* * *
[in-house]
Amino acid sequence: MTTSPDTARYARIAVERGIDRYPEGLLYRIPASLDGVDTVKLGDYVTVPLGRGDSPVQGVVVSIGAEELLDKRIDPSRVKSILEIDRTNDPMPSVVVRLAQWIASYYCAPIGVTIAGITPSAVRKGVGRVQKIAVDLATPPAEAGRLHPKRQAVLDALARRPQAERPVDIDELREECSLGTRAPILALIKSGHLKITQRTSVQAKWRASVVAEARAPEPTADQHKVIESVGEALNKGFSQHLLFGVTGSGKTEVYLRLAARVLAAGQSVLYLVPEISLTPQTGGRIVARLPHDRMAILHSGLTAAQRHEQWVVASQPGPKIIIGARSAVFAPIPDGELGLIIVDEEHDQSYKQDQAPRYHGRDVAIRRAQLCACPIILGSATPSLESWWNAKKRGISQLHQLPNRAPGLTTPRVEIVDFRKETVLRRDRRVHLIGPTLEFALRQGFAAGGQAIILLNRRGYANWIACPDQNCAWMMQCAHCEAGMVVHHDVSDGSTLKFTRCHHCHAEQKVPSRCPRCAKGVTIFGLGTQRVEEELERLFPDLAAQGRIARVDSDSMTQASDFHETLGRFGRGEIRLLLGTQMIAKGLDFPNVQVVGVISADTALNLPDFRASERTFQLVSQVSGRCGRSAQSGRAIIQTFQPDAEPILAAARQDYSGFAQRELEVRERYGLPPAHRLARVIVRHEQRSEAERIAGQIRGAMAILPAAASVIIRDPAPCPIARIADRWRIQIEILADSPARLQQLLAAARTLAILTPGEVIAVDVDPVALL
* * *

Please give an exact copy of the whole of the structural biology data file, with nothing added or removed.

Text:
[in-house]
Amino acid sequence: MTTSPDTARYARIAVERGIDRYPEGLLYRIPASLDGVDTVKLGDYVTVPLGRGDSPVQGVVVSIGAEELLDKRIDPSRVKSILEIDRTNDPMPSVVVRLAQWIASYYCAPIGVTIAGITPSAVRKGVGRVQKIAVDLATPPAEAGRLHPKRQAVLDALARRPQAERPVDIDELREECSLGTRAPILALIKSGHLKITQRTSVQAKWRASVVAEARAPEPTADQHKVIESVGEALNKGFSQHLLFGVTGSGKTEVYLRLAARVLAAGQSVLYLVPEISLTPQTGGRIVARLPHDRMAILHSGLTAAQRHEQWVVASQPGPKIIIGARSAVFAPIPDGELGLIIVDEEHDQSYKQDQAPRYHGRDVAIRRAQLCACPIILGSATPSLESWWNAKKRGISQLHQLPNRAPGLTTPRVEIVDFRKETVLRRDRRVHLIGPTLEFALRQGFAAGGQAIILLNRRGYANWIACPDQNCAWMMQCAHCEAGMVVHHDVSDGSTLKFTRCHHCHAEQKVPSRCPRCAKGVTIFGLGTQRVEEELERLFPDLAAQGRIARVDSDSMTQASDFHETLGRFGRGEIRLLLGTQMIAKGLDFPNVQVVGVISADTALNLPDFRASERTFQLVSQVSGRCGRSAQSGRAIIQTFQPDAEPILAAARQDYSGFAQRELEVRERYGLPPAHRLARVIVRHEQRSEAERIAGQIRGAMAILPAAASVIIRDPAPCPIARIADRWRIQIEILADSPARLQQLLAAARTLAILTPGEVIAVDVDPVALL